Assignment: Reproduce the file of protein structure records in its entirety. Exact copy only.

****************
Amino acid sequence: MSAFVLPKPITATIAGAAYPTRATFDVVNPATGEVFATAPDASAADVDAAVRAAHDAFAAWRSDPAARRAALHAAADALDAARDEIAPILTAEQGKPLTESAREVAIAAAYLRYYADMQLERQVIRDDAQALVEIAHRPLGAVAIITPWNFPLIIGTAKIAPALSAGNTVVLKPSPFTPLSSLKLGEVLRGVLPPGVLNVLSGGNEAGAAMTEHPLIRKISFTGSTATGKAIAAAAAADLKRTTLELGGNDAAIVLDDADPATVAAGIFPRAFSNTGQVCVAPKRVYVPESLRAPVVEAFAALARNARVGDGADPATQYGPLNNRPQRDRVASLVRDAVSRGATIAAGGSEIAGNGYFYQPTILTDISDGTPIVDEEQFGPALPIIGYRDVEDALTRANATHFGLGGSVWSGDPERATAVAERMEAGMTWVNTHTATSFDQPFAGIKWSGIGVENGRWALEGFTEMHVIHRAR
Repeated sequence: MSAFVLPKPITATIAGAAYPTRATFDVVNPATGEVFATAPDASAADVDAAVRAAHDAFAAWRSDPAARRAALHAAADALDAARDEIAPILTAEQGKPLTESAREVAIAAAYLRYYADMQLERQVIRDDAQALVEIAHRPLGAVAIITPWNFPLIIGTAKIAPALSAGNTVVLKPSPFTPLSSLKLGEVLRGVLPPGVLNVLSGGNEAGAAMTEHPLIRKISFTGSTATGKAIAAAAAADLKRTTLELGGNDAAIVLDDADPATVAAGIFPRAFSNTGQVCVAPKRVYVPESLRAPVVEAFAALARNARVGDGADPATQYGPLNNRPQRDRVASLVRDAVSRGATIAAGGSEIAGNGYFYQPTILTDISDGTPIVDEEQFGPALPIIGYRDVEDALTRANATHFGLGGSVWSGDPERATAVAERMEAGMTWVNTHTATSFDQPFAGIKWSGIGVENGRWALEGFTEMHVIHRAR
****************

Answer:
Amino acid sequence: MSAFVLPKPITATIAGAAYPTRATFDVVNPATGEVFATAPDASAADVDAAVRAAHDAFAAWRSDPAARRAALHAAADALDAARDEIAPILTAEQGKPLTESAREVAIAAAYLRYYADMQLERQVIRDDAQALVEIAHRPLGAVAIITPWNFPLIIGTAKIAPALSAGNTVVLKPSPFTPLSSLKLGEVLRGVLPPGVLNVLSGGNEAGAAMTEHPLIRKISFTGSTATGKAIAAAAAADLKRTTLELGGNDAAIVLDDADPATVAAGIFPRAFSNTGQVCVAPKRVYVPESLRAPVVEAFAALARNARVGDGADPATQYGPLNNRPQRDRVASLVRDAVSRGATIAAGGSEIAGNGYFYQPTILTDISDGTPIVDEEQFGPALPIIGYRDVEDALTRANATHFGLGGSVWSGDPERATAVAERMEAGMTWVNTHTATSFDQPFAGIKWSGIGVENGRWALEGFTEMHVIHRAR
Repeated sequence: MSAFVLPKPITATIAGAAYPTRATFDVVNPATGEVFATAPDASAADVDAAVRAAHDAFAAWRSDPAARRAALHAAADALDAARDEIAPILTAEQGKPLTESAREVAIAAAYLRYYADMQLERQVIRDDAQALVEIAHRPLGAVAIITPWNFPLIIGTAKIAPALSAGNTVVLKPSPFTPLSSLKLGEVLRGVLPPGVLNVLSGGNEAGAAMTEHPLIRKISFTGSTATGKAIAAAAAADLKRTTLELGGNDAAIVLDDADPATVAAGIFPRAFSNTGQVCVAPKRVYVPESLRAPVVEAFAALARNARVGDGADPATQYGPLNNRPQRDRVASLVRDAVSRGATIAAGGSEIAGNGYFYQPTILTDISDGTPIVDEEQFGPALPIIGYRDVEDALTRANATHFGLGGSVWSGDPERATAVAERMEAGMTWVNTHTATSFDQPFAGIKWSGIGVENGRWALEGFTEMHVIHRAR